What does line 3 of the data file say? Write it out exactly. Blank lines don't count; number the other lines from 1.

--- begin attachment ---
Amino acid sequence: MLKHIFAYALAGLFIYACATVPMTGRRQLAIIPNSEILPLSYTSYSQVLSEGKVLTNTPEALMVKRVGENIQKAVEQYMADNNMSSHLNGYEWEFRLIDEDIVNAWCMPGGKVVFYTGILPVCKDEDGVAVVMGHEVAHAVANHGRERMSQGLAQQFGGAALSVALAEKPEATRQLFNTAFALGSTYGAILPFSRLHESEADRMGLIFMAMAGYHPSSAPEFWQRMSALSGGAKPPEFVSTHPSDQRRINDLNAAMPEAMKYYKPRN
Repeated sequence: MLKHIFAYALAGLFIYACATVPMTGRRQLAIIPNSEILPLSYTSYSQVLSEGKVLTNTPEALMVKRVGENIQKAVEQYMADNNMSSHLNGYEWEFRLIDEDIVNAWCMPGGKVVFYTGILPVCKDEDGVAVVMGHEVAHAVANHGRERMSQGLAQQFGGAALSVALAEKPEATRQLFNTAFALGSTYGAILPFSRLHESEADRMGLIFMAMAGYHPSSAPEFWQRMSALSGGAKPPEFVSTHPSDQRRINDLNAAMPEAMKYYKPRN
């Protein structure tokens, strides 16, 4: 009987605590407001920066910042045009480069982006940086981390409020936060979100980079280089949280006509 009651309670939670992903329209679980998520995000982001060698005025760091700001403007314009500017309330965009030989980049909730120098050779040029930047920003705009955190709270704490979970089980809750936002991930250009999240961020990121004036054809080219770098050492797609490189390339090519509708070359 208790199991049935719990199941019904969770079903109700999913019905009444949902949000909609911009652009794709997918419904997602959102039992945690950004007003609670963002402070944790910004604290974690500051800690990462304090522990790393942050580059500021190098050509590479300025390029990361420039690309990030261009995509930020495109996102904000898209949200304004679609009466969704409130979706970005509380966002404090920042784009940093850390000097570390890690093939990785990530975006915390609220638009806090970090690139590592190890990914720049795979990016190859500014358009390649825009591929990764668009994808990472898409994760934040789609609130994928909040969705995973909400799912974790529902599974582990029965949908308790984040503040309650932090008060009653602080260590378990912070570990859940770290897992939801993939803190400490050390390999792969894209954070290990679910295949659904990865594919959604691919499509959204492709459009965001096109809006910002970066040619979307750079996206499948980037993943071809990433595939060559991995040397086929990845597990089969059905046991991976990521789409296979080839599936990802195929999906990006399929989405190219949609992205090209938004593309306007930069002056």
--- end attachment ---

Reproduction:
């Protein structure tokens, strides 16, 4: 009987605590407001920066910042045009480069982006940086981390409020936060979100980079280089949280006509 009651309670939670992903329209679980998520995000982001060698005025760091700001403007314009500017309330965009030989980049909730120098050779040029930047920003705009955190709270704490979970089980809750936002991930250009999240961020990121004036054809080219770098050492797609490189390339090519509708070359 208790199991049935719990199941019904969770079903109700999913019905009444949902949000909609911009652009794709997918419904997602959102039992945690950004007003609670963002402070944790910004604290974690500051800690990462304090522990790393942050580059500021190098050509590479300025390029990361420039690309990030261009995509930020495109996102904000898209949200304004679609009466969704409130979706970005509380966002404090920042784009940093850390000097570390890690093939990785990530975006915390609220638009806090970090690139590592190890990914720049795979990016190859500014358009390649825009591929990764668009994808990472898409994760934040789609609130994928909040969705995973909400799912974790529902599974582990029965949908308790984040503040309650932090008060009653602080260590378990912070570990859940770290897992939801993939803190400490050390390999792969894209954070290990679910295949659904990865594919959604691919499509959204492709459009965001096109809006910002970066040619979307750079996206499948980037993943071809990433595939060559991995040397086929990845597990089969059905046991991976990521789409296979080839599936990802195929999906990006399929989405190219949609992205090209938004593309306007930069002056």